in the 600 ohm to 600 ohm (1:1) series is that they have very low internal capacitances, center taps, and good frequency response without having to load them excessively.

Another approach is to do something like this for a transformer without a centertap;



Phil



* Speech Amplifier 6SN7 Floating Secondary CT Bias.pdf (37.64 KB - downloaded 14 times.)
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« Reply #42 on: April 20, 2018, 08:51:54 AM »

It is indeed an old problem of spread inductance and capacitance. In the years 20 Philips did wind tube coupling transformers with resistance wire to flatten the resonance!!
I always load the sec until the high resonance is hardly noticeable, not more. If you want more low, lower the DRIVE impedance to the prim. The lowsof a correct loaded transformer roll off due o the inductance of the prim which you can overcome by driving at a lower impedance.
I suppose you are not looking for highs up to 20 kHz. otherwise you need more expensive transformers.
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N1BCG
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« Reply #43 on: April 20, 2018, 05:24:35 PM »

When Murphy strikes, he's calculated and effective...

I had the new 6SN7 driver all wired up in the modulator chassis and was giving the transmitter a dynamic test when I noticed how thin and tinny the audio was. Hyellified, I started testing audio at each stage after the processor. It didn't take long to find out that my *prized* 600:15k input transformer now had an open secondary.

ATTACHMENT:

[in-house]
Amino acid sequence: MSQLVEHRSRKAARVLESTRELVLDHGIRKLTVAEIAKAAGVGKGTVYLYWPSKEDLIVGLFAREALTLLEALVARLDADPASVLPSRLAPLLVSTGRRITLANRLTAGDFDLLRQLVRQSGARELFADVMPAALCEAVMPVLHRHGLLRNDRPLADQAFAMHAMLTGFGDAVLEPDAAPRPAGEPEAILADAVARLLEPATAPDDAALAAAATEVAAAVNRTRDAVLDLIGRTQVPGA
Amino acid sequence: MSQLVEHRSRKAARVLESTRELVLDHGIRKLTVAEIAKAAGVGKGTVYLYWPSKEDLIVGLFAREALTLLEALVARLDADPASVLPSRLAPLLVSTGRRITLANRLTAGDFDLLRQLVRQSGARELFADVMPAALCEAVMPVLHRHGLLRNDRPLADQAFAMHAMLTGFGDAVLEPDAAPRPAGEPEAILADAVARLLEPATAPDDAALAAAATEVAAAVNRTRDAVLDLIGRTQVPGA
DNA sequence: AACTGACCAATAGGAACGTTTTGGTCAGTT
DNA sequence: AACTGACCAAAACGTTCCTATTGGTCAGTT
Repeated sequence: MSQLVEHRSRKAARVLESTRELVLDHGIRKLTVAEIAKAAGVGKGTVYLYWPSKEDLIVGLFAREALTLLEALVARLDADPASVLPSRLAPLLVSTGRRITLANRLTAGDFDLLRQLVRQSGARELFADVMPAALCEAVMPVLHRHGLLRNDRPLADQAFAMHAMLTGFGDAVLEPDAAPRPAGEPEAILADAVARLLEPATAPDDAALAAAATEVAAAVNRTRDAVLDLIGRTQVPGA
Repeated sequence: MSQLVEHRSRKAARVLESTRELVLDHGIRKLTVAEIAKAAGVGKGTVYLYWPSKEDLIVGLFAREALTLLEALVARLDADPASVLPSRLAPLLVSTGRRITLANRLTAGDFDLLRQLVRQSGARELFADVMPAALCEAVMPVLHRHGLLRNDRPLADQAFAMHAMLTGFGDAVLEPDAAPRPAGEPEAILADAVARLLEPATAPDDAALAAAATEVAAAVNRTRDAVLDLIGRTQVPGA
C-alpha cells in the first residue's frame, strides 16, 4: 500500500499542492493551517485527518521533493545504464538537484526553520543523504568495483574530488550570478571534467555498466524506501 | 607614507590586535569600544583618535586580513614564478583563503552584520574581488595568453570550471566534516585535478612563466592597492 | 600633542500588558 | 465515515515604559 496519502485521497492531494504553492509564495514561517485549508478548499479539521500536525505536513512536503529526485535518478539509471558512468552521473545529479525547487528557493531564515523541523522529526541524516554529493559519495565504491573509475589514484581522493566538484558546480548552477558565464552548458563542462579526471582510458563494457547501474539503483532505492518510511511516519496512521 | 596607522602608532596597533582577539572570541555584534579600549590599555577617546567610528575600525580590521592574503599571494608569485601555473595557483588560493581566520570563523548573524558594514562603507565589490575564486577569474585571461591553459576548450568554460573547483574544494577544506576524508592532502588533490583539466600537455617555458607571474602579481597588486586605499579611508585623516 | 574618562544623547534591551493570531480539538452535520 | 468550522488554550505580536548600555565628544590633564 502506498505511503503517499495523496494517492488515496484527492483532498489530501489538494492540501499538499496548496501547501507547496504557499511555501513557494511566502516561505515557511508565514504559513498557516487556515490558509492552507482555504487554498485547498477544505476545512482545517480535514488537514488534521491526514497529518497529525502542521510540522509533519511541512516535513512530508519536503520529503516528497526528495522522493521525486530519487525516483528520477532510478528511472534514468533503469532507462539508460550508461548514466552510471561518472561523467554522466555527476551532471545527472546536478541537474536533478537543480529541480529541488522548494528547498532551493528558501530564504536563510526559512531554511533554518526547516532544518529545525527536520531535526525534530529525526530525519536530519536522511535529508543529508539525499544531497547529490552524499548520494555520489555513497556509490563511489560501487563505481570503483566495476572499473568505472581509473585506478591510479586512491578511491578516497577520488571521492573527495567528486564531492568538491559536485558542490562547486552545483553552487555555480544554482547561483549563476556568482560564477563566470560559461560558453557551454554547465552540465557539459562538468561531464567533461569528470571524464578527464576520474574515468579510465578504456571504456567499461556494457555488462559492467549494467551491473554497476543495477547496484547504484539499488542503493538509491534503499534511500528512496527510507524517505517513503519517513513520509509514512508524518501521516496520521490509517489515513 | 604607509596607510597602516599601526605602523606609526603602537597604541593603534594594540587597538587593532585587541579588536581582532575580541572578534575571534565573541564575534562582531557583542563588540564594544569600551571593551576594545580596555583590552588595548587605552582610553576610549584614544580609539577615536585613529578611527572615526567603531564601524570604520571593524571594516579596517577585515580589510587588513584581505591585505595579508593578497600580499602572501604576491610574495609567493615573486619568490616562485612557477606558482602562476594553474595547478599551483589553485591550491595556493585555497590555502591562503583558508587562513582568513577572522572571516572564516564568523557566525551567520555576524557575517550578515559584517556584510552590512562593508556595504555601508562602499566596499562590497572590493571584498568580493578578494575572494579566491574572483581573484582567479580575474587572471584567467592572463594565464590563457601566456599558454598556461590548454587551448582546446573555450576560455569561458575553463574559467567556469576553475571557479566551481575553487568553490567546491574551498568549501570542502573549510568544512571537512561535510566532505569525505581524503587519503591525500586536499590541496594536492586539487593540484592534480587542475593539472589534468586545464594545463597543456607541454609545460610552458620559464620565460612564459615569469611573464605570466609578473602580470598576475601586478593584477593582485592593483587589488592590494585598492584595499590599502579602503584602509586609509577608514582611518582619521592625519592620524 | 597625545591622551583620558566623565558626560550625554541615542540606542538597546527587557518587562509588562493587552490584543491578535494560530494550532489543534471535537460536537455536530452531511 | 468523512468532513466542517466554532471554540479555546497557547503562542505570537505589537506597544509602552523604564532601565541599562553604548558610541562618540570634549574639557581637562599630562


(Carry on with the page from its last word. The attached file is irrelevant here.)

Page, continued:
So, that's that until I can locate replacement iron. Fortunately, it's small iron...
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« Reply #44 on: April 20, 2018, 06:13:14 PM »

When Murphy strikes, he's calculated and effective...

I had the new 6SN7 driver all wired up in the modulator chassis and was giving the transmitter a dynamic test when I noticed how thin and tinny the audio was. Hyellified, I started testing audio at each stage after the processor. It didn't take long to find out that my *prized* 600:15k input transformer now had an open secondary.

So, that's that until I can locate replacement iron. Fortunately, it's small iron...

Ok now I understand why you were getting such a high gain and had to pad the secondary. I recall you mentioning two different input transformers but I thought you were using the 600:500 ohm transformer.

You had a 5:1 step-up situation. +8dbm in would have resulted in 10 volts at the grids of the 6SN7.

That 15k secondary would have a lot of distributed capacitance and inductance.


Phil